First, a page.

People with illnesses like Crohn’s Disease, Celiac Disease, short bowel syndrome and cystic fibrosis often suffer from IV Therapy deficiencies due to the fact that their digestive systems cannot absorb all the vitamins, minerals and antioxidants they need from food. In addition, they may also need IV therapy to receive medication, such as antibiotics or anti-nausea medications. In a hospital setting, IV treatments are used to give fluids and electrolytes quickly to patients who are dehydrated or in need of emergency treatment for conditions such as shock and sepsis. Several non-hospital hydration clinics, known as “drip bars,” offer IV treatments to individuals without medical or surgical appointments.
The health benefits of IV therapy can be significant. IV fluids can provide a boost of hydration and nutrients that may help people feel more energetic and healthier, while helping to ease symptoms of illness or hangovers. They can also provide an influx of amino acids, such as tri amino acid and arginine, which helps relax blood vessels and lower blood pressure and magnesium sulfate, which promotes muscle relaxation and aids in the absorption of other nutrients.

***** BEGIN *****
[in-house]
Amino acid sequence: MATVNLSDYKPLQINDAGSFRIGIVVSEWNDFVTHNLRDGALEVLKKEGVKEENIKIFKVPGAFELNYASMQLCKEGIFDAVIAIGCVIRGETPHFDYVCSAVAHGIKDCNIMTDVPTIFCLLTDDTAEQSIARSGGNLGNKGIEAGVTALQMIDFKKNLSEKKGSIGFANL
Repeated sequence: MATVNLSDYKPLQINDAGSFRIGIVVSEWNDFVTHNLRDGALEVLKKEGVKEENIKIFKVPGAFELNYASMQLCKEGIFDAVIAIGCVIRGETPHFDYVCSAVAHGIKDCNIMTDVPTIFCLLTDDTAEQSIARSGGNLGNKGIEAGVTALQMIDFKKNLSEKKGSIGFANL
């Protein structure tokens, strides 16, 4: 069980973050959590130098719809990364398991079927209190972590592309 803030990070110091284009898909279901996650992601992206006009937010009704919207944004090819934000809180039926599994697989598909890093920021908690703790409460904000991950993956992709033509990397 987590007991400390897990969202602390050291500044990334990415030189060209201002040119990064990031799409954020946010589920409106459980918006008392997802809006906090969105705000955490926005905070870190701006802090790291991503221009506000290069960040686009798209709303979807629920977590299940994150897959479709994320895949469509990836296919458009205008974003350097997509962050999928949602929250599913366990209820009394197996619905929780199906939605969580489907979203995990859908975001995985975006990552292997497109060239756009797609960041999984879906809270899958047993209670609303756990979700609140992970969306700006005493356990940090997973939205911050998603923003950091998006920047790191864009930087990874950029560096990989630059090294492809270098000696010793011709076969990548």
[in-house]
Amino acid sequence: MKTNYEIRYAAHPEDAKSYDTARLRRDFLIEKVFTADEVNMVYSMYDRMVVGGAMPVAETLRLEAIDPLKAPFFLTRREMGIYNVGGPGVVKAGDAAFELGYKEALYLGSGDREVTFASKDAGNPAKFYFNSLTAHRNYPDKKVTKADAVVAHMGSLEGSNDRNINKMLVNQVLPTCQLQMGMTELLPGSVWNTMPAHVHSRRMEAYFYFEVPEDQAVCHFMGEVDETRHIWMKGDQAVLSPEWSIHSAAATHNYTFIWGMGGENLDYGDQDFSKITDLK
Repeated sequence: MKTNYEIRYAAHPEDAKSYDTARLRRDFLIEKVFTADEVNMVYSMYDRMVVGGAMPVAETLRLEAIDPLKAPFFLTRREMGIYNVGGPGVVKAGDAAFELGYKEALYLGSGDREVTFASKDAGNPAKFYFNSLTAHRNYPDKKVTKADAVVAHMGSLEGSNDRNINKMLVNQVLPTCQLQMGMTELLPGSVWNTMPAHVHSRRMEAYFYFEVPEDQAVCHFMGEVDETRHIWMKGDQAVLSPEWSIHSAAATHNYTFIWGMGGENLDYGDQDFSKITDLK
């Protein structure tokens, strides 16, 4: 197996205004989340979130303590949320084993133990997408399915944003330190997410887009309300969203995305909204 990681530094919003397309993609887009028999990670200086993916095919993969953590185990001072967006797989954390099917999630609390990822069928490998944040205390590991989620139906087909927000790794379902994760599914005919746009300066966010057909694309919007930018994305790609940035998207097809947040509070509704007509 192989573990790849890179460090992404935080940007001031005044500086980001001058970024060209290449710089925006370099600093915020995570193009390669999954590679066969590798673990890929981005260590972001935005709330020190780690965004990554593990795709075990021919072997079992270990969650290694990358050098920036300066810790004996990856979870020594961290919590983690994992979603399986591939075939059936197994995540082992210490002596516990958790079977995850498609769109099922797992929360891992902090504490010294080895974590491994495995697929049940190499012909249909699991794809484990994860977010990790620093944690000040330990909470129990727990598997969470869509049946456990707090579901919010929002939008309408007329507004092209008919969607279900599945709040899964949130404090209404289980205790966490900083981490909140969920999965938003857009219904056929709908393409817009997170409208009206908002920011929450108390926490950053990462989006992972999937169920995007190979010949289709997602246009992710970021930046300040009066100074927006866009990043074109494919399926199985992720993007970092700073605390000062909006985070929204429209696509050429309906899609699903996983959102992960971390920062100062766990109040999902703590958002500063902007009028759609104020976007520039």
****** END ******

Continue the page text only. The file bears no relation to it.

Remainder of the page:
IV Therapy for Athletic Performance and Recovery: Enhancing Fitness and Wellbeing
To administer an IV, healthcare professionals first sanitize the skin over a vein in the arm, wrist, back of the hand or the top of the foot and insert a small tube called a cannula. The other end of the cannula is connected to a bag filled with a mixture of fluids and medications. A machine pumps the contents of the bag into the body through tubing attached to the cannula, which is often removed after a few hours to prevent complications, such as air embolism or hepatitis.
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